then be content.



Content with Hermia?



No. I do repent

the tedious minutes



I with her have spent.



Not Hermia, but Helena I love.



Who will not change

a raven for a dove?



Wherefore was I



to this keen mockery born?



When at your hands



did I deserve such scorn?



Is't not enough,



is't not enough, young man,



that I did never,

no, nor never can,



deserve a sweetlook

from Demetrius' eye



but you must flout

my insufficiency?



Oh, but fare you well.



Per force I must confess,



I thought you lord

of more true gentleness.



She sees not Hermia.



Hermia, sleeps thou there,



and never mayst thou come

Lysander near.



And, all my powers,



address your love and might



to honor Helen



and to be her knight!



[Sighs ]



Aye, me.



For pity,

what a dream was here.






Lysander, look how I do quake...



with fear.












[Men Singing ]



Here's a marvelous,

convenient place



for our rehearsal.



This green plot

shall be our stage,



this hawthorn brake

our tiring house,



and we will, uh,



do it in action



as we will do it

before the duke.






What sayest thou,

bully Bottom?



There are things in this

Comedy of Pyramus and...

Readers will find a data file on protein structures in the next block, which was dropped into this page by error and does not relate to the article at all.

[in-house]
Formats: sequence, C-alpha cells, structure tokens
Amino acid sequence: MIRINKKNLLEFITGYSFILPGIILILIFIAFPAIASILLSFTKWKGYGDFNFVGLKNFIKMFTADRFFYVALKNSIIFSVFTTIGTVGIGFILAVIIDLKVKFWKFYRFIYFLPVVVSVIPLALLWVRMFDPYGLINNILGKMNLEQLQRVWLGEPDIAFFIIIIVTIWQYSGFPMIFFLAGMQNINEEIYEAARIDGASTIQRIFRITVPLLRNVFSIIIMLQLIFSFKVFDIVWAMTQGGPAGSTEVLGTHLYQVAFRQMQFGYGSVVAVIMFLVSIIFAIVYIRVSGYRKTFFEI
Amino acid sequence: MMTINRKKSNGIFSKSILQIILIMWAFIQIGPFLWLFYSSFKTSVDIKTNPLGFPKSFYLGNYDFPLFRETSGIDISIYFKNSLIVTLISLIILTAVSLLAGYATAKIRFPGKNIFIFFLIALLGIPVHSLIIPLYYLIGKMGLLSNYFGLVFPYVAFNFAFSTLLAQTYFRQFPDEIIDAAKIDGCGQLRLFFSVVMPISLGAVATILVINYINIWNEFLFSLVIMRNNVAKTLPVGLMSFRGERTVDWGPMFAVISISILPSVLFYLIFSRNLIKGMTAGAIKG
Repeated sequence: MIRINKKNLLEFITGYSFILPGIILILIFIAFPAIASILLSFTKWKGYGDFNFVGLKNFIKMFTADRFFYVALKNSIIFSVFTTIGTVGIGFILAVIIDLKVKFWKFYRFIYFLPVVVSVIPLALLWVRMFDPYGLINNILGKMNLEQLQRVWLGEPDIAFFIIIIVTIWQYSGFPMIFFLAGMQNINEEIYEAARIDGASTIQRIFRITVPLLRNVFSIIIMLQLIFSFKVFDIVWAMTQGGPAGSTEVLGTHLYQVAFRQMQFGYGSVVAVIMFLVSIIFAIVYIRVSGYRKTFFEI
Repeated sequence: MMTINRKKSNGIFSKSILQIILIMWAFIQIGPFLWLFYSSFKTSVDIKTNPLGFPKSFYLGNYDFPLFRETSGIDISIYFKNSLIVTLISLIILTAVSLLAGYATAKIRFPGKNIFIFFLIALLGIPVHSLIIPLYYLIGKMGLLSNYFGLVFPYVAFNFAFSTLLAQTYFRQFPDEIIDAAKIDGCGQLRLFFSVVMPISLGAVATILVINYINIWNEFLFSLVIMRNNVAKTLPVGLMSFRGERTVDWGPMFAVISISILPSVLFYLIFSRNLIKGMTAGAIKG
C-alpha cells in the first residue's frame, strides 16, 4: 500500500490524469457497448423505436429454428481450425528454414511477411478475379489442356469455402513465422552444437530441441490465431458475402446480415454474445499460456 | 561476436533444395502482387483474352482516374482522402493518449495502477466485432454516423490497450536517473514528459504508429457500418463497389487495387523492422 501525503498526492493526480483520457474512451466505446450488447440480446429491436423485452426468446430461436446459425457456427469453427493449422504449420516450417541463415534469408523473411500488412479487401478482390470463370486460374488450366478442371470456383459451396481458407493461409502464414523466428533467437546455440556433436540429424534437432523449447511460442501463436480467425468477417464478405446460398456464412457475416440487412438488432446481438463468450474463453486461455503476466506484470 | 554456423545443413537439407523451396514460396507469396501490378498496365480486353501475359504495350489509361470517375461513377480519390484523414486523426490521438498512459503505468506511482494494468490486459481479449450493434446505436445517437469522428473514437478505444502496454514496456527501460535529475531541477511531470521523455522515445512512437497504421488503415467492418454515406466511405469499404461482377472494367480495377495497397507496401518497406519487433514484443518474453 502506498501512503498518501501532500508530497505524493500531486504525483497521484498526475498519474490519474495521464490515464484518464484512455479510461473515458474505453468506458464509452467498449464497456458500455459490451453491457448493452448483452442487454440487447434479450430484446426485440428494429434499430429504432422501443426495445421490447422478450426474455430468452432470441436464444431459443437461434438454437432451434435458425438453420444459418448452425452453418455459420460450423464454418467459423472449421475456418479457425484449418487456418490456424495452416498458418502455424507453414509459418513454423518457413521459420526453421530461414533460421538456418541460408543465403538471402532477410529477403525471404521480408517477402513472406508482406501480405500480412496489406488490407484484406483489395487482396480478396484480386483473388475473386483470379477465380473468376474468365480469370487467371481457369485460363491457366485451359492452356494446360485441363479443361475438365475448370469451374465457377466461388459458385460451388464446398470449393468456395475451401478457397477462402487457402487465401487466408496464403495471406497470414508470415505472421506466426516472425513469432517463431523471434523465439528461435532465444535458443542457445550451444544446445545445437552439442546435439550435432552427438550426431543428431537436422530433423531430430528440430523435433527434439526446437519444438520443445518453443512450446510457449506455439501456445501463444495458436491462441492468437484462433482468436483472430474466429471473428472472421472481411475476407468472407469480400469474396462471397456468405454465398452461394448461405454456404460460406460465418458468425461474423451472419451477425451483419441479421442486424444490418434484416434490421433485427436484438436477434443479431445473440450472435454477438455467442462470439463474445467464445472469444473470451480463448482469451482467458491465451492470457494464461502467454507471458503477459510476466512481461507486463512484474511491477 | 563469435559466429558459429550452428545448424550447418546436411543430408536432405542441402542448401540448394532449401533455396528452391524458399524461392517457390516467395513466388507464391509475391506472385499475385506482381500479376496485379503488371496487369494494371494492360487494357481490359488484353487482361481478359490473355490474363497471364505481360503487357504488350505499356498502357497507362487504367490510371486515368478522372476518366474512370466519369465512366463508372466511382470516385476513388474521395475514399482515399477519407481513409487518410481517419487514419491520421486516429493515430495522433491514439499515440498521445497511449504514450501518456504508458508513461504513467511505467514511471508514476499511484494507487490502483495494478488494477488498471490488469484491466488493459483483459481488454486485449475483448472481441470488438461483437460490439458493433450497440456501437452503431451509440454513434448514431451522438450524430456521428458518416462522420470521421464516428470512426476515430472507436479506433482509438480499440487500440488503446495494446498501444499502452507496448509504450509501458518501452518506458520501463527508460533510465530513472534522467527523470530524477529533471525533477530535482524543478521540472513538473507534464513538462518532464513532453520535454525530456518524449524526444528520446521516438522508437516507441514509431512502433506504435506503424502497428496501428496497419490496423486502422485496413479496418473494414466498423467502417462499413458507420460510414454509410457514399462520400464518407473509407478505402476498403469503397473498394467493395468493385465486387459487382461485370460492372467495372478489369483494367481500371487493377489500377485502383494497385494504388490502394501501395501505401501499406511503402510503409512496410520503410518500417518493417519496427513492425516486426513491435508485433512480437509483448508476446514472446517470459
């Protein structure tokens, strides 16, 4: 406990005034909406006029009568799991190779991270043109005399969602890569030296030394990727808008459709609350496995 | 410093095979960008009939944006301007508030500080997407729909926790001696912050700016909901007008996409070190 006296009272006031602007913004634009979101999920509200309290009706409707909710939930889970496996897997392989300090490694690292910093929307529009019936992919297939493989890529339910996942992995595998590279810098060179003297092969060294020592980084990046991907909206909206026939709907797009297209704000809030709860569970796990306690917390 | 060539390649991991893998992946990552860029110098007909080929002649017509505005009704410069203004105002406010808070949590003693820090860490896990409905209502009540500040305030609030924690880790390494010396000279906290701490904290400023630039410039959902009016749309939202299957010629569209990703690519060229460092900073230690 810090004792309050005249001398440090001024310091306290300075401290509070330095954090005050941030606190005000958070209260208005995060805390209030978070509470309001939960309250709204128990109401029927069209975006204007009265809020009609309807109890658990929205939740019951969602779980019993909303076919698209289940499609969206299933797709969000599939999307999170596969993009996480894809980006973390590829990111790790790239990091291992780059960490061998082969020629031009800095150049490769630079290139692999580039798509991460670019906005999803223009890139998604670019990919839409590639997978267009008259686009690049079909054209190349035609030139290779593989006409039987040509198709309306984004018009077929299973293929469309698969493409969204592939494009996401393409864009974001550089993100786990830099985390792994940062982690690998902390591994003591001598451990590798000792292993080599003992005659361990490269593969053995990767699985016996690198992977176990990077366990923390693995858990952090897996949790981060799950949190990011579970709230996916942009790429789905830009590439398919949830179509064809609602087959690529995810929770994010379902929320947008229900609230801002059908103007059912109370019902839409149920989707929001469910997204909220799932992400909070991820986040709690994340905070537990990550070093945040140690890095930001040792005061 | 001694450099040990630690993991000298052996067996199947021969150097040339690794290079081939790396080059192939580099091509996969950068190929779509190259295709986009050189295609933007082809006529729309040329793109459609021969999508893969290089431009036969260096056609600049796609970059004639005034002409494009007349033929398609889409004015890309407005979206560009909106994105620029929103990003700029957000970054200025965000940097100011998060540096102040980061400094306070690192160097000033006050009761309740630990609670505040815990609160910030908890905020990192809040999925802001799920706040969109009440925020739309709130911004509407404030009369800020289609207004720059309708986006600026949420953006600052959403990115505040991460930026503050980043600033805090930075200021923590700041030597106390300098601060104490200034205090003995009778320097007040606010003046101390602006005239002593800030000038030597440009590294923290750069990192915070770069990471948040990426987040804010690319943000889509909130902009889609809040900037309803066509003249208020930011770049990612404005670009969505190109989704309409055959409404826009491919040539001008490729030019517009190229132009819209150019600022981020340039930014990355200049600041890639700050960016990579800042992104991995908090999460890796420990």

Thisby that will never please.



First, Pyramus must draw a sword



to kill himself



which the ladies cannot abide.



By our lady, a parlous fear.



I believe we must

leave the killing out



when all is done.



Not a whit.



I have a device to make all well.



Write me a prologue,



and let the prologue seem to say



we will do no harm

with our swords



and that Pyramus is not

killed indeed,



and for the more better assurance



tell them that I, Pyramus,



am not Pyramus,



but Bottom the weaver.



This will put them out of fear.



Oh,well,we will have

such a prologue,



and it shall be written

in, uh,   and  .



No, make it   more.



Let it be written

in   and  .



But there is   hard things:



That is to bring

the moonlight into a chamber,



for, you know, Pyramus

and Thisby meet by moonlight.



Doth the moon shine



that night we play our play?



A calendar. A calendar!






Look in the almanac.



Find out if the moon shine.



Find out moon shine.



It doth shine that night.



It doth shine that night.



Why, then may you leave



a casement

of the great chamber window



open where we play,



and the moon may shine in



at the casement.



Two hard things.



We must have a wall

in the greatchamber,



for Pyramus and Thisby,

says the story,



did talk through

the chink of a wall.



You can never bring in a wall.



What say you, Bottom?



Some man



or other must present wall.



Uh, Sam. Sam.



And let him have some plaster



or some loam or some